2210 (MAT 6150) Probability and Statistics for Teachers. Cr. 4

Prereq: grade of C or better in MAT 1800; 2010 recommended. No credit after MAT 5700. Counting techniques, discrete sample spaces and probability, random variables, mean and variance, joint distributions, the binomial and normal distributions, the central limit theorem, estimation and hypothesis testing. (T)
 
So we're talking about Wayne State University? I don't see an elementary differential geometry course on the MSU website.

Take this course if you can.

On the MSU website I see:

http://www.reg.msu.edu/Courses/Request.asp?SubjectCode=mth&Term=current

The 301 Foundations course looks like it might be useful for theoretical physicists. One ends up studying a lot of math on ones own anyway, and getting some basics would help in reading advanced math texts.

Also Applied Advanced Calculus looks kind of useful, though some of it may be redundant.

But since their physics department has a "math methods" course, LB 415 Methods of Theoretical Physics that covers most of what you need, I'd just take whatever math courses interest you.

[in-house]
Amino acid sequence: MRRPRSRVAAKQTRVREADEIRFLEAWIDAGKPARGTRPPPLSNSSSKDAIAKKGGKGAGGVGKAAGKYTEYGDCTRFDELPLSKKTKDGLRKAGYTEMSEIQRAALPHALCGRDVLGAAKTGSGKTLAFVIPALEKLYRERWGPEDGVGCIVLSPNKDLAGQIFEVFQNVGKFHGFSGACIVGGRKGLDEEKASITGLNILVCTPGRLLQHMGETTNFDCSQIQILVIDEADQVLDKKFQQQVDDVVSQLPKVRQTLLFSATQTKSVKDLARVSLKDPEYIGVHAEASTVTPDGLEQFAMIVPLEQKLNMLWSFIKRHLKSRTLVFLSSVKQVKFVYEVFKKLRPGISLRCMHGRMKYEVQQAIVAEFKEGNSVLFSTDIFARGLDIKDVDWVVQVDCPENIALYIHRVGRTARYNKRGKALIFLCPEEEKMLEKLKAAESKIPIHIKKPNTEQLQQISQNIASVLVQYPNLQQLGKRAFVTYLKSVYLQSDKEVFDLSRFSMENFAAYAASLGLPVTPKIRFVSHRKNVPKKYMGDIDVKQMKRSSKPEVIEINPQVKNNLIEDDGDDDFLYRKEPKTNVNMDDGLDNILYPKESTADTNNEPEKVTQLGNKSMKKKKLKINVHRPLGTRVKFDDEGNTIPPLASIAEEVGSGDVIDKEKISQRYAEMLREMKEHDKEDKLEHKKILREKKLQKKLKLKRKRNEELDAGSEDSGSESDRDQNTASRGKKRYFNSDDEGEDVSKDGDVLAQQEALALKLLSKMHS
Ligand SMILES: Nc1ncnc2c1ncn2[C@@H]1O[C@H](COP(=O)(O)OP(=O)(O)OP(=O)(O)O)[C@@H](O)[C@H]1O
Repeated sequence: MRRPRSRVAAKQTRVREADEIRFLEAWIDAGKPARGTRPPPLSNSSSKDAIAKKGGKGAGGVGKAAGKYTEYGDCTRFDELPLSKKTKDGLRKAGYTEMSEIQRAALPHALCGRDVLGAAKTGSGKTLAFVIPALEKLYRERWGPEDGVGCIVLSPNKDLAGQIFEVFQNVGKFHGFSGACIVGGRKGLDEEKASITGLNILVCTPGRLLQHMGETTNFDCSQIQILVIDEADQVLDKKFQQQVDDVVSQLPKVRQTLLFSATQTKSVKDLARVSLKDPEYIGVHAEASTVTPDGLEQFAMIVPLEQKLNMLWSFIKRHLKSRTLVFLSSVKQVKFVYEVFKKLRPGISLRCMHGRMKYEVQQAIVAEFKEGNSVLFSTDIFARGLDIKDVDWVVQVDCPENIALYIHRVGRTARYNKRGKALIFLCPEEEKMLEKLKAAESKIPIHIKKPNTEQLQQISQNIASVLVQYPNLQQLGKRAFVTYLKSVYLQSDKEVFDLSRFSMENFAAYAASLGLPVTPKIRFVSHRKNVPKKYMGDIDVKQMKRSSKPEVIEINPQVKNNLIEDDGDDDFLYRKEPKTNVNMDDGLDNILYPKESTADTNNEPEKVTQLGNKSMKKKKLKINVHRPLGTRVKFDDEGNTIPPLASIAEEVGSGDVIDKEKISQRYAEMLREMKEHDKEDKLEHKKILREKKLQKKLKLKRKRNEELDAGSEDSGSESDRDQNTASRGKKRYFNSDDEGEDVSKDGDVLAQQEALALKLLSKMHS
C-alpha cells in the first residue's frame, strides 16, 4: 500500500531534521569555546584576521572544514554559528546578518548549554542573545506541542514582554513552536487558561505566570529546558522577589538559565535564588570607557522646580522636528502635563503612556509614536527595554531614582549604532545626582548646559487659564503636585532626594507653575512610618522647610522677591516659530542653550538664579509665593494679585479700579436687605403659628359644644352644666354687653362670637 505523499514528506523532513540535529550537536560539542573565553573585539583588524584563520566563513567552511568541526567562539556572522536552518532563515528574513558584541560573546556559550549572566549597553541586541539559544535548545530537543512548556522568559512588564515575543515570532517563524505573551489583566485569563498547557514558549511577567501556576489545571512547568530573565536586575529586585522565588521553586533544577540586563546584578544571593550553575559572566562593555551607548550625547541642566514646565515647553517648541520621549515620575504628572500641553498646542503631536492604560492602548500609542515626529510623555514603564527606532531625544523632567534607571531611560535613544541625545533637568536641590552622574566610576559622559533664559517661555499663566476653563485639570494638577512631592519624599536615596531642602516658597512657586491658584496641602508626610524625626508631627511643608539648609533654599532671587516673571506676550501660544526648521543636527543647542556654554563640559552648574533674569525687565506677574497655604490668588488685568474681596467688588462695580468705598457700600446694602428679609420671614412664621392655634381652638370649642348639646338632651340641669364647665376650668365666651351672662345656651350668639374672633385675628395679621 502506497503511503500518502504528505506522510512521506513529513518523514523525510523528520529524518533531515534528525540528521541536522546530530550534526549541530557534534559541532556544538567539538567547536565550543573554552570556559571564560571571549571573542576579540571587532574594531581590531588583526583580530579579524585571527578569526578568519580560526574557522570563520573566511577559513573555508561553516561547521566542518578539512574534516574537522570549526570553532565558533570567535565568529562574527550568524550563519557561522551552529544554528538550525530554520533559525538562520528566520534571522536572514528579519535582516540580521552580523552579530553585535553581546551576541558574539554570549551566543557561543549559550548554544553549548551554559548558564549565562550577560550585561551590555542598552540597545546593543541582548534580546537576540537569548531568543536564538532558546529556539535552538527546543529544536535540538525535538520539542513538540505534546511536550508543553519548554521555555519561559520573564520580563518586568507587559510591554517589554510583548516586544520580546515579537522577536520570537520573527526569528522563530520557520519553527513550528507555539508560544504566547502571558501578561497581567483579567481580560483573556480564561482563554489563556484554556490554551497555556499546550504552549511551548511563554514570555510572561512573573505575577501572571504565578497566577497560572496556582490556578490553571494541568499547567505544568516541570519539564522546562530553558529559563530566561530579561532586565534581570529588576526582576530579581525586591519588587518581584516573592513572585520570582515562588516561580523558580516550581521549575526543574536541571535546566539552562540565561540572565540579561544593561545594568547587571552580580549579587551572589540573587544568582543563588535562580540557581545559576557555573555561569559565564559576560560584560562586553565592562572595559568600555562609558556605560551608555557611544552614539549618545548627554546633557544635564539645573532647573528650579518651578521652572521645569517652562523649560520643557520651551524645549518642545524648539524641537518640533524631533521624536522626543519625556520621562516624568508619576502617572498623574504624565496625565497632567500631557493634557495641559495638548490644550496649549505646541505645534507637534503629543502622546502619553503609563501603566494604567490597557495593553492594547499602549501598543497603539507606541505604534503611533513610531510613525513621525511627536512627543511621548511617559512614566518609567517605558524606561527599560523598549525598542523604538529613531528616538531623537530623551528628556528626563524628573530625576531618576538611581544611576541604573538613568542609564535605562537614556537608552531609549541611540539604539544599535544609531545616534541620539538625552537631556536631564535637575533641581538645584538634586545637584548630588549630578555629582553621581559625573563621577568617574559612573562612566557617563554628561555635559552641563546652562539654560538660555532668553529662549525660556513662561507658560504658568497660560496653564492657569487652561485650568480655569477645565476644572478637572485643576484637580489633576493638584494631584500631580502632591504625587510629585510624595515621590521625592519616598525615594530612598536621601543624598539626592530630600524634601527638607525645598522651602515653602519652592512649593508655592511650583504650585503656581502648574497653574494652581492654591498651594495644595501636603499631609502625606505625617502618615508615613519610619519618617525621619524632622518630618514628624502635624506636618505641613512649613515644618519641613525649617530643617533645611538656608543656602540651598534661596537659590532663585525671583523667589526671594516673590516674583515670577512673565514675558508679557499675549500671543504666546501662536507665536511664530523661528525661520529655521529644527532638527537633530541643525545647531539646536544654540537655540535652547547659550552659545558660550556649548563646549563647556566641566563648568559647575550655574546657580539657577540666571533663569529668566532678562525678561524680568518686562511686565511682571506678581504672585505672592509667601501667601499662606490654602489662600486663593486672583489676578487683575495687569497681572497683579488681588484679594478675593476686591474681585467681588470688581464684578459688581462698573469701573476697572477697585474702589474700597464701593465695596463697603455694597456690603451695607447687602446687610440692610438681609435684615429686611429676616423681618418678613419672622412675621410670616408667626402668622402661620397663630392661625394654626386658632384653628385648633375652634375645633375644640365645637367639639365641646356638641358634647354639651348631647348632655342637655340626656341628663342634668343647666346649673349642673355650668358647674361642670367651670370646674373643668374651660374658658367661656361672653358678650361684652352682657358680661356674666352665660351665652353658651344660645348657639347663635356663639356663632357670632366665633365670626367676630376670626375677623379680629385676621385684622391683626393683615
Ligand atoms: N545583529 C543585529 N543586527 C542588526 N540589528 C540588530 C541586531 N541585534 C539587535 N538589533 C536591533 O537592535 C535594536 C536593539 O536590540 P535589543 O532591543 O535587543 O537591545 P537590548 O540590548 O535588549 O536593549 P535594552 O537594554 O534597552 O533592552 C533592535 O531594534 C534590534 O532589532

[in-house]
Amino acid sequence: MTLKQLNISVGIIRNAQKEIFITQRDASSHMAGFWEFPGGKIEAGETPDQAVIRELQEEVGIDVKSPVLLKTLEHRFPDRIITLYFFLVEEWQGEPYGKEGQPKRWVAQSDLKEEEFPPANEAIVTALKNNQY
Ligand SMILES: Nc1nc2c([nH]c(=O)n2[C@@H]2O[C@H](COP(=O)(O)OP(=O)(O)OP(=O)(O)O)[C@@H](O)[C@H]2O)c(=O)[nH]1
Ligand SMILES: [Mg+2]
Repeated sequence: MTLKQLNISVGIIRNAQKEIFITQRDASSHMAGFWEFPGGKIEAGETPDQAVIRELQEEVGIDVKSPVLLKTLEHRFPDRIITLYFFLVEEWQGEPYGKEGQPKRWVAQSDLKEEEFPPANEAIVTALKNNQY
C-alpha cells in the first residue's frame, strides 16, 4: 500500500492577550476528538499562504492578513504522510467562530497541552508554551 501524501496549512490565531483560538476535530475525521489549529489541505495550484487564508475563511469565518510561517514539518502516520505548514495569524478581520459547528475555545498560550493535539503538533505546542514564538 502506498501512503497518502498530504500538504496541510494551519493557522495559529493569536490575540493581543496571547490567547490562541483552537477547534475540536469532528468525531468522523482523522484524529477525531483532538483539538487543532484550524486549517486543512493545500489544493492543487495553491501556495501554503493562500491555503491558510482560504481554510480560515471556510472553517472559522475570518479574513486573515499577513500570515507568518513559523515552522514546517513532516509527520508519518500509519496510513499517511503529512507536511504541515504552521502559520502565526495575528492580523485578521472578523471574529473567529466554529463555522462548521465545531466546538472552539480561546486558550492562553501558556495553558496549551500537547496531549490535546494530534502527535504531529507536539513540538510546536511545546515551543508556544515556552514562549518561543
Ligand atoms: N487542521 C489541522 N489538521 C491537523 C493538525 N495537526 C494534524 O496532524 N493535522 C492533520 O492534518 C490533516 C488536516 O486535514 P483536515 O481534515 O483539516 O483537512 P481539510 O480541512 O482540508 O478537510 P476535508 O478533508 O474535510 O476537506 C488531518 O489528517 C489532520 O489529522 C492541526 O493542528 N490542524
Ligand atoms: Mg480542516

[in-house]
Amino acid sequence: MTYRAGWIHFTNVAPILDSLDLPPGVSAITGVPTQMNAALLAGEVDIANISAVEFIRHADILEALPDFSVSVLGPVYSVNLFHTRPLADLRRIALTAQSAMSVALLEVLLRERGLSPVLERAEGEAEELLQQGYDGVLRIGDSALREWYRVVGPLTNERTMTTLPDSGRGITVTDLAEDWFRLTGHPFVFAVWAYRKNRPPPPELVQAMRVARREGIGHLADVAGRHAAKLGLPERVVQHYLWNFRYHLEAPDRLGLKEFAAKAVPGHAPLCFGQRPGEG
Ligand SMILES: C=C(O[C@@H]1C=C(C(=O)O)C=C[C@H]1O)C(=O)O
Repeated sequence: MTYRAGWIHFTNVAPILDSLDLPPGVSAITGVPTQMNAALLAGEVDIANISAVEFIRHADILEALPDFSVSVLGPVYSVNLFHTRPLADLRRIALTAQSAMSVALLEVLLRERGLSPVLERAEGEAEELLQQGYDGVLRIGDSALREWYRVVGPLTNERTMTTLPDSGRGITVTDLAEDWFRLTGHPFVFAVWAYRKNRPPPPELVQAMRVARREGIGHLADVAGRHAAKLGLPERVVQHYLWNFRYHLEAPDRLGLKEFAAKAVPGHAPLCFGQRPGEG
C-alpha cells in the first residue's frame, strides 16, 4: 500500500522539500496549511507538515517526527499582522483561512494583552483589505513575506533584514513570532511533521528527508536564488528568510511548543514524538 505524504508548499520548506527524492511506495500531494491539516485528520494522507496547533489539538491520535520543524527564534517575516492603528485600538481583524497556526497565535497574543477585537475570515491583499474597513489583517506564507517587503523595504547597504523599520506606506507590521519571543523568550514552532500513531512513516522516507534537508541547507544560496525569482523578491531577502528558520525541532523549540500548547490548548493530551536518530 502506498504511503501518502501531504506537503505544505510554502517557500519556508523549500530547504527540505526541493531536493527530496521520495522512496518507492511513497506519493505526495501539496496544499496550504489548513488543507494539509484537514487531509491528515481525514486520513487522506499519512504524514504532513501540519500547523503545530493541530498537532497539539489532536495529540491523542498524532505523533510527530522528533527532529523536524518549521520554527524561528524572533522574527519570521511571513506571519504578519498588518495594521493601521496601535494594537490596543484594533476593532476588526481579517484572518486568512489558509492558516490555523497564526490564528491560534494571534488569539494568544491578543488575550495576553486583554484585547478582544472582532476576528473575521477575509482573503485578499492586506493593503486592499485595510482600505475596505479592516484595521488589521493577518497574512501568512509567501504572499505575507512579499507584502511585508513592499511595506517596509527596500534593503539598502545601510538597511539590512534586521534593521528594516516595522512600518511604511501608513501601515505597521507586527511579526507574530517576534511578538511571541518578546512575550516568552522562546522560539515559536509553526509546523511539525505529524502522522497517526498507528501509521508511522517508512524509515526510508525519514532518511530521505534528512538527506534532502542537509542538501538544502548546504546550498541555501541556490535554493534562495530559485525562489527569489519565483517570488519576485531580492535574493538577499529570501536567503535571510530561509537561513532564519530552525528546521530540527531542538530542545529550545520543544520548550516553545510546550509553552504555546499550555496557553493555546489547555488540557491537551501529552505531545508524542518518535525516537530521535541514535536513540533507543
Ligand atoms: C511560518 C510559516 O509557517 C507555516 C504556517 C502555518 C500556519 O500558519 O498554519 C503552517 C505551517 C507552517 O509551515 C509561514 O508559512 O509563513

I am very interested in Differential Geometry. When I read about Paul Dirac, it kept repeating how essential his background in differential and projective geometry was to his way of analyzing things in physics. I would also like to take a course in Technical Drawing. MTH 301 looks very useful actually, it looks to be a great first higher math course. I like the sound of Applied Advanced Calculus as well! but it also sounds like LB 415 will cover what I need there. Its very hard to decide.
I greatly appreciate the help!
 
So what is the physics department like at MSU? Do they have good professors?
Some are better than others, of course. Generally, everyone I had was alright. Just remember to go to office hours and ask for help if you need it. In fact, go to office hours occasionally anyway so you get to know some of them a little more. This will come in handy if you would like to get involved in research or if you will need recommendation letters later.